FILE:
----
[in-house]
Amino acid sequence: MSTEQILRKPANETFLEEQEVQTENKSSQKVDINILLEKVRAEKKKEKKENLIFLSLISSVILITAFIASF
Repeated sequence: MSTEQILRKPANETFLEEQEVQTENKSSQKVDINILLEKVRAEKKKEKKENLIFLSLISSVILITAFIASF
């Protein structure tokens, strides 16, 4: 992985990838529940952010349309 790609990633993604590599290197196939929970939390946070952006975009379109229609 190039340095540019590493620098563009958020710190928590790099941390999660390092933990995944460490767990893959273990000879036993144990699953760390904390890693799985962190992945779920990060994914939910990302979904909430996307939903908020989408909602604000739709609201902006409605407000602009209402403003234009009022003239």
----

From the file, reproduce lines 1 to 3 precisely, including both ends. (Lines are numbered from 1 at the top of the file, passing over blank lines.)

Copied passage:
[in-house]
Amino acid sequence: MSTEQILRKPANETFLEEQEVQTENKSSQKVDINILLEKVRAEKKKEKKENLIFLSLISSVILITAFIASF
Repeated sequence: MSTEQILRKPANETFLEEQEVQTENKSSQKVDINILLEKVRAEKKKEKKENLIFLSLISSVILITAFIASF